How to restring an acoustic guitar
If you’re new to guitar or have never changed the strings on your guitar, the idea can be a little bit daunting. How do you remove the strings without damaging the guitar? How do you get the right amount of winds around the tuning pegs? And exactly how nervous should you be about snapping a new string when tuning up to pitch?
Below you’ll find a step by step guide on how to change the strings on your acoustic guitar.
First, slacken the strings by turning the tuning pegs. The layout of your tuning pegs will determine which way you’ll need to turn them to do this. If all 6 tuning pegs are in a line, like on a typical Stratocaster, you’ll need to turn them clockwise to slacken the strings. If there are 3 tuning pegs on each side, the tuning pegs for the fourth, fifth and sixth strings will need to be turned clockwise while the first, second and third will need to be turned anti-clockwise. Once you’ve slackened the strings, remove them from the tuning pegs.
Next, move your attention to the bridge of the guitar and push each string towards the bridge pin individually. Normally once the string moves, the bridge pin will loosen, allowing you to remove it along with the string. Occasionally however these can get stuck, but there are a few ways you can remove them should that be the case. Firstly, if you reach in through the sound hole, you should be able to feel the bottom of the pins under the bridge. From here you can push the pins upwards to remove them. Be mindful though as sometimes these can be a bit sharp, so it is a good idea to try this with a cloth to protect your fingers. If the bridge pins still won’t budge, you’ll find a number of bridge pin removal tools online, or you can try removing them with a pair of pliers with cloth wrapped around the ends. Using pliers should be a last resort however as the risk of damaging the bridge or bridge pins will significantly increase using pliers.
Once you’ve successfully removed the strings and bridge pins, you’ll find yourself in front of a completely naked fret board. This gives you the perfect opportunity to clean the frets and fretboard of any dust or built-up grime before adding a fresh set of strings. Avoid using home cleaning products as some will contain chemicals that will damage the wood and finish of your guitar. Fortunately, there are a number of products that you can buy from guitar dealers in store and online that are specifically formulated for a number of guitar woods and finishes.
Once you’ve cleaned up, turn your attention to your strings and in which order they need to be placed on the guitar. Depending on the brand of strings you’re using, they’ll either be individually wrapped with the gauge number printed on the packaging, or they may denote the strings size with coloured ball-ends. As you look down at your guitar in a playing position, the thicker strings will sit on the top, and become thinner as you move to each next string.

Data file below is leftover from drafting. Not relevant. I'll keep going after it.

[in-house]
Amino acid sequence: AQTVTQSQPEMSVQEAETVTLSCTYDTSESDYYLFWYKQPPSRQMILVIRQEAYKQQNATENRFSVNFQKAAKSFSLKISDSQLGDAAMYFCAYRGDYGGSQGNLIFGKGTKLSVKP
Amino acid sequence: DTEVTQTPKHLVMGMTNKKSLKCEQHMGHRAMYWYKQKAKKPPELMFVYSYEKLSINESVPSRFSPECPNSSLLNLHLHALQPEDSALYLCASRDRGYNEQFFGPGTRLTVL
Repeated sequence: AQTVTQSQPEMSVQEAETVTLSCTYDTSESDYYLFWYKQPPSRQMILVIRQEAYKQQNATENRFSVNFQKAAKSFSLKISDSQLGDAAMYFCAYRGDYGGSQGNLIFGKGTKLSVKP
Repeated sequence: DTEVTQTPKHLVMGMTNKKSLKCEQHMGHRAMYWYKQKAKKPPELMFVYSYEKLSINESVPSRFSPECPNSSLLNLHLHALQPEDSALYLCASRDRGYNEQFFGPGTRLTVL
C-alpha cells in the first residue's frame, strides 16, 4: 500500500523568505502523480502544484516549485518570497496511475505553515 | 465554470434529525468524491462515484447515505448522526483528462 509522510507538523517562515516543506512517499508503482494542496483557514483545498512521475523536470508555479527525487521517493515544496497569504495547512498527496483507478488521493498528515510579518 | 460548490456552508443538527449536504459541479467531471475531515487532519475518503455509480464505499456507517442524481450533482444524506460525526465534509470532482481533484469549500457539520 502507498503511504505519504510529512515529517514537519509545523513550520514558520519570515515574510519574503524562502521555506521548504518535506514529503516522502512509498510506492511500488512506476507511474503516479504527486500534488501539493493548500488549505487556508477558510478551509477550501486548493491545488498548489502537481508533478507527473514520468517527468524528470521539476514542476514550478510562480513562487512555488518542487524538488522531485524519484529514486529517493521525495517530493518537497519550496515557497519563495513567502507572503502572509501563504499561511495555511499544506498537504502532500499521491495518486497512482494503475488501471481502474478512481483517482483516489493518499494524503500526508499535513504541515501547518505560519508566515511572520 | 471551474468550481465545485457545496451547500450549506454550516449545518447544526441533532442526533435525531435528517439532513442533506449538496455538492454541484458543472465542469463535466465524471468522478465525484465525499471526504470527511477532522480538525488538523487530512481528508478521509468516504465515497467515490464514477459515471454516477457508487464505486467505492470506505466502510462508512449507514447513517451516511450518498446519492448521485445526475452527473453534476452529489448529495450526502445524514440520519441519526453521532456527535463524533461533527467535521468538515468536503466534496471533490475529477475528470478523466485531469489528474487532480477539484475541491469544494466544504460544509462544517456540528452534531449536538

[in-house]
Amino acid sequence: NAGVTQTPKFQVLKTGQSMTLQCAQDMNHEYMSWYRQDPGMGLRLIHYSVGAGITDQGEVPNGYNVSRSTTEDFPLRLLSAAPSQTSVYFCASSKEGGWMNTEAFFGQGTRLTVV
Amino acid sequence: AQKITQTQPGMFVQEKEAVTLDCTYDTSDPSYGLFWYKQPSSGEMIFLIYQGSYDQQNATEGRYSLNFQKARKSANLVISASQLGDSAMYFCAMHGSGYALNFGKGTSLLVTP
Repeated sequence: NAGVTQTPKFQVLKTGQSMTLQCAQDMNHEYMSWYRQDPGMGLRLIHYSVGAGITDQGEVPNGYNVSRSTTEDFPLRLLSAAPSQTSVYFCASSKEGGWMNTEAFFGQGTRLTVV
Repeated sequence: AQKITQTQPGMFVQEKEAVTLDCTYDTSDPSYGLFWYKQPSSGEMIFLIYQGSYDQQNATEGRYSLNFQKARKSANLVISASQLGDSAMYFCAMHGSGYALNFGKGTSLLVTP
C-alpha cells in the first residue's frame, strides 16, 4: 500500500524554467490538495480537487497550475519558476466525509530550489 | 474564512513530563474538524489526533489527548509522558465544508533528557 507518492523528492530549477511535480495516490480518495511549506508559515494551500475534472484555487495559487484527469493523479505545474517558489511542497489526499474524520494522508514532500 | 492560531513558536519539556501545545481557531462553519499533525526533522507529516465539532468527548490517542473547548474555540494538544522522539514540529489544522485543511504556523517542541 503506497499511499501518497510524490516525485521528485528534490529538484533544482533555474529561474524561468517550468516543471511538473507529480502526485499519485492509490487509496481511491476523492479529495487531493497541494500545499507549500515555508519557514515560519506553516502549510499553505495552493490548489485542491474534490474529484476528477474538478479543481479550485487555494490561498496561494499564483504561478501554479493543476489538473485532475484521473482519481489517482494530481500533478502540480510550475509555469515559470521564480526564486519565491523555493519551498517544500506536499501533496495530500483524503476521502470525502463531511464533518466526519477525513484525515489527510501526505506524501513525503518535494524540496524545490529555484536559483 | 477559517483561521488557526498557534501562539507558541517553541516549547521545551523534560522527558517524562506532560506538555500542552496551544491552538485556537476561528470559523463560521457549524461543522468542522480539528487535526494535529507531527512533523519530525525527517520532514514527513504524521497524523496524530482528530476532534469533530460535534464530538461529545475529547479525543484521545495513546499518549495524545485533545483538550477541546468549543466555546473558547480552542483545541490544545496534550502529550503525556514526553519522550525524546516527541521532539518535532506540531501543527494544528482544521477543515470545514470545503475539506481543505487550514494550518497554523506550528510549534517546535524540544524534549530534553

Create a 45 degree bend just above the ball end of the string before placing it above its corresponding bridge hole. Take the bridge pin and push it into the bridge, ensuring that the strings ball end sits in the groove of the bridge pin and that the groove of the bridge pin is pointing straight down the neck. Usually the pins will sit flush, but don’t worry if they seem a little loose at this point. Repeat this process for the remaining 5 strings.
Next, arrange your tuning pegs so that the holes of each are pointing toward the neck of the guitar. This will make it easier to insert your strings and start tightening them. To do this, take the string and place it through its corresponding tuning peg. Pull it tight, making sure it sits in the correct groove in the guitars nut and measure to the next tuning peg along. Mark this point by creating a kink in the string and then pull the excess back through the hole. This step will make sure that you have the correct amount of winds around the tuning peg to get to pitch.
Start winding the tuning peg, making sure that the string winds on the correct side (under the tuning peg as you play the guitar if the tuning pegs sit in a line like a Stratocaster, or on the inside of the headstock for each if there are 3 on either side). As you wind, make sure that each new wrap is on the bottom of the tuning peg, pushing the previous wrap upwards. For beginners, this section will be the most challenging as managing the tuning peg and a loose string will make you wish you had a third arm. But much like learning to play guitar, practice makes perfect.
Once there is enough tension in the string for it to hold itself in the correct position, take a pair of wire cutters and trim the excess string. Before bringing the string to pitch, repeat the process on the other 5 strings, working from thickest to thinnest. After this you can bring each string to pitch by moving up and down the neck checking each string while the tension adjusts and settles.
Now that you have the guitar in pitch, it is recommended to stretch your strings a little to help them settle quicker. You’ve just added a fair deal of tension to strings that have never experienced it so they can sometimes take a little bit of breaking in. An easy way to do this is to lie your guitar on its back and slide a finger up the fret board with the same pressure you’d use to play, while using the other hand to pull the string upwards slightly. After this stretch you’ll probably need to bring each string up to pitch again. You can repeat this process a few times to help break it in and avoid a jarring drop in tuning as you begin to play.
Once you’ve done this, you’re good to go with a brand-new set of strings! Over the course of a few days the strings will continue to settle and will begin to hold their tuning more reliably, so don’t worry if it feels like you’re constantly adjusting your tuning soon after replacing your strings.